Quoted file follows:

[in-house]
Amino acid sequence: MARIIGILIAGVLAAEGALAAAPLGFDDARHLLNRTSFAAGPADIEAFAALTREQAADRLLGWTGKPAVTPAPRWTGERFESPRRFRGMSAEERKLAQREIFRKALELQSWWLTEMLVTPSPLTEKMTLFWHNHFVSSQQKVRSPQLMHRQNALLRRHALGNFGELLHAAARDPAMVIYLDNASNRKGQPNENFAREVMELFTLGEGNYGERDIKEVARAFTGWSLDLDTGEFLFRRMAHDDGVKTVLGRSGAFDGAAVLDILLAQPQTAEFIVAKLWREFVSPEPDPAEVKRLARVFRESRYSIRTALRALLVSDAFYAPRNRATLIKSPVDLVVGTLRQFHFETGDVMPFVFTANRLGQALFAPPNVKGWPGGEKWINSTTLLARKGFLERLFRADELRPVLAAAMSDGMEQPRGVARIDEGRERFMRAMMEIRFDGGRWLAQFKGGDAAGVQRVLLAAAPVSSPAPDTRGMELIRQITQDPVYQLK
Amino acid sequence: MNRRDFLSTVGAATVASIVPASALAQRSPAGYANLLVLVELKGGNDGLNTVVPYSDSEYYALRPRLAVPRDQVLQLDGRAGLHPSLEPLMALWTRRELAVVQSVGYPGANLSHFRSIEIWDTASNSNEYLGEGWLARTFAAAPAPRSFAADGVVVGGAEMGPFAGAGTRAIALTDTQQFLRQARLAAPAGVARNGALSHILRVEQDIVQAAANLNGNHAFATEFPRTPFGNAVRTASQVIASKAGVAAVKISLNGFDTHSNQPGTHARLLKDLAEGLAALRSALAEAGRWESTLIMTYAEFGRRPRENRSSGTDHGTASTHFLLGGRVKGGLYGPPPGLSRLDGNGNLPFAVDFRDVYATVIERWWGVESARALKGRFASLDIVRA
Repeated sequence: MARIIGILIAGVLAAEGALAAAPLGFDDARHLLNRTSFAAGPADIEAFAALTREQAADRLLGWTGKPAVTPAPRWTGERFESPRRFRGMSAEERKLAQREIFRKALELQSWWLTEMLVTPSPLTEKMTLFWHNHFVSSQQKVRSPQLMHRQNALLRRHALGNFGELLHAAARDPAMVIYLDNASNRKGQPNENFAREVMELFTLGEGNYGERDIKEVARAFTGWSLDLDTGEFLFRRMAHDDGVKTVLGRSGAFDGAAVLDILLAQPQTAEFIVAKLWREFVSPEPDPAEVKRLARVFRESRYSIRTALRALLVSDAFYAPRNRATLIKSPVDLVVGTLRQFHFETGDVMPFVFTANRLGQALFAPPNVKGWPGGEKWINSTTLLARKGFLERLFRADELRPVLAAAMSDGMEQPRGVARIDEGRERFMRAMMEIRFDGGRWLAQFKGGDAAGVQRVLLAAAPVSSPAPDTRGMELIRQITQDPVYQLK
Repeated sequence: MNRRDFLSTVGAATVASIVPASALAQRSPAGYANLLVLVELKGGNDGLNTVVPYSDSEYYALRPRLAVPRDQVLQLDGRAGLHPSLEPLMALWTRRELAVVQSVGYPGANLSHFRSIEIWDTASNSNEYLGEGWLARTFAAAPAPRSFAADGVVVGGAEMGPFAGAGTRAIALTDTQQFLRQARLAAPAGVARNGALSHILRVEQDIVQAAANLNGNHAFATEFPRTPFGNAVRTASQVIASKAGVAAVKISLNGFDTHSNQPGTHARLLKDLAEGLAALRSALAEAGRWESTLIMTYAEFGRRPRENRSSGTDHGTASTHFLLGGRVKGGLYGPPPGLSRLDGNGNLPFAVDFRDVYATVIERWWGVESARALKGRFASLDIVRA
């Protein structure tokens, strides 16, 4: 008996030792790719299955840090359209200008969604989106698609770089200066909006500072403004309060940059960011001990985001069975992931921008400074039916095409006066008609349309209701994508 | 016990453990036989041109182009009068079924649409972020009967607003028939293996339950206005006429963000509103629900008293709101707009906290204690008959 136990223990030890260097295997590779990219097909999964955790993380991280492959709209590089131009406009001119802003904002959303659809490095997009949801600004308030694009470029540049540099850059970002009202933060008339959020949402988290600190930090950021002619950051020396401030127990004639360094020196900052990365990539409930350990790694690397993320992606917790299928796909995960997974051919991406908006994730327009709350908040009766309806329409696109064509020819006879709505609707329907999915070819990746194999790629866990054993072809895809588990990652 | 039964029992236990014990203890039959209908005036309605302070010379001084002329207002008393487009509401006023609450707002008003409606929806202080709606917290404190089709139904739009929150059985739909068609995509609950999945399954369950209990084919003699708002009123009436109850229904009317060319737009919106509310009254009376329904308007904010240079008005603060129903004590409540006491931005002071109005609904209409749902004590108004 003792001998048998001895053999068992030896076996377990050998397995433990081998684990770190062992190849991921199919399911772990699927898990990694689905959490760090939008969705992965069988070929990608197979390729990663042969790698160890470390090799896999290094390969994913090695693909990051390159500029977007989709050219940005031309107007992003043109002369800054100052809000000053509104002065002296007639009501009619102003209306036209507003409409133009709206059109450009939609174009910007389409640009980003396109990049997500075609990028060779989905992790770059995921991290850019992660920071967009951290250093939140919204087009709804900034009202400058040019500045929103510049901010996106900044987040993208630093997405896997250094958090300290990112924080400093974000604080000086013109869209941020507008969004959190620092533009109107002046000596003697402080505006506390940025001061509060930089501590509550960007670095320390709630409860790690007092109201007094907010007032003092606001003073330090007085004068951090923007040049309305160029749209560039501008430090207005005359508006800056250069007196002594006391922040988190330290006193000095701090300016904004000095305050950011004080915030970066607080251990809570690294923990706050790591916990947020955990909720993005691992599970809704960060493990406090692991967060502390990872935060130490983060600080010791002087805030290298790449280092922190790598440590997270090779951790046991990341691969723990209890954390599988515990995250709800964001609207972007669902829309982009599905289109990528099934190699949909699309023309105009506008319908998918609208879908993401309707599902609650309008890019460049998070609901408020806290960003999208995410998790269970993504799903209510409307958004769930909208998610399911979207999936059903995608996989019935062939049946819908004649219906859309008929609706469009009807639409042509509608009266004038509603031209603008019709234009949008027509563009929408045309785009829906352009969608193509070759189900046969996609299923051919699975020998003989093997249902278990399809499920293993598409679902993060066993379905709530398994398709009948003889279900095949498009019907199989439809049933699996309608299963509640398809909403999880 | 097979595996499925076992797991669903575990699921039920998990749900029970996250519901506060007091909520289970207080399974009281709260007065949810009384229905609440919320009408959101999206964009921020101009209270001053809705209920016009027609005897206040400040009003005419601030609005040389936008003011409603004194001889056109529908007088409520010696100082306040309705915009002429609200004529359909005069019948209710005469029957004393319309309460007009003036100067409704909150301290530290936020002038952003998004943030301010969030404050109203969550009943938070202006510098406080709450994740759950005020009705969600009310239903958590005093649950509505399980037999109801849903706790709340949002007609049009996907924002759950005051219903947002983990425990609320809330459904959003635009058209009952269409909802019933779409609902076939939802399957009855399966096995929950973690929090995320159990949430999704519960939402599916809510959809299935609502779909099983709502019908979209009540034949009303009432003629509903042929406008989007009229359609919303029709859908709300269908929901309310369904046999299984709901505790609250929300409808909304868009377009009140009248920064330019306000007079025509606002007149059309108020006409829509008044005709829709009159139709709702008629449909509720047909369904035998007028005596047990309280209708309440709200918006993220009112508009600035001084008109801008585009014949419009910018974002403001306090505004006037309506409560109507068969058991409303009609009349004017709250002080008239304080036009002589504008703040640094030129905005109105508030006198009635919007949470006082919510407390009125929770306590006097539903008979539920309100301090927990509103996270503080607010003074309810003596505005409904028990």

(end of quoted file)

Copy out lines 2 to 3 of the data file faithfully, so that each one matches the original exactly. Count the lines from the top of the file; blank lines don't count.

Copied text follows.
Amino acid sequence: MARIIGILIAGVLAAEGALAAAPLGFDDARHLLNRTSFAAGPADIEAFAALTREQAADRLLGWTGKPAVTPAPRWTGERFESPRRFRGMSAEERKLAQREIFRKALELQSWWLTEMLVTPSPLTEKMTLFWHNHFVSSQQKVRSPQLMHRQNALLRRHALGNFGELLHAAARDPAMVIYLDNASNRKGQPNENFAREVMELFTLGEGNYGERDIKEVARAFTGWSLDLDTGEFLFRRMAHDDGVKTVLGRSGAFDGAAVLDILLAQPQTAEFIVAKLWREFVSPEPDPAEVKRLARVFRESRYSIRTALRALLVSDAFYAPRNRATLIKSPVDLVVGTLRQFHFETGDVMPFVFTANRLGQALFAPPNVKGWPGGEKWINSTTLLARKGFLERLFRADELRPVLAAAMSDGMEQPRGVARIDEGRERFMRAMMEIRFDGGRWLAQFKGGDAAGVQRVLLAAAPVSSPAPDTRGMELIRQITQDPVYQLK
Amino acid sequence: MNRRDFLSTVGAATVASIVPASALAQRSPAGYANLLVLVELKGGNDGLNTVVPYSDSEYYALRPRLAVPRDQVLQLDGRAGLHPSLEPLMALWTRRELAVVQSVGYPGANLSHFRSIEIWDTASNSNEYLGEGWLARTFAAAPAPRSFAADGVVVGGAEMGPFAGAGTRAIALTDTQQFLRQARLAAPAGVARNGALSHILRVEQDIVQAAANLNGNHAFATEFPRTPFGNAVRTASQVIASKAGVAAVKISLNGFDTHSNQPGTHARLLKDLAEGLAALRSALAEAGRWESTLIMTYAEFGRRPRENRSSGTDHGTASTHFLLGGRVKGGLYGPPPGLSRLDGNGNLPFAVDFRDVYATVIERWWGVESARALKGRFASLDIVRA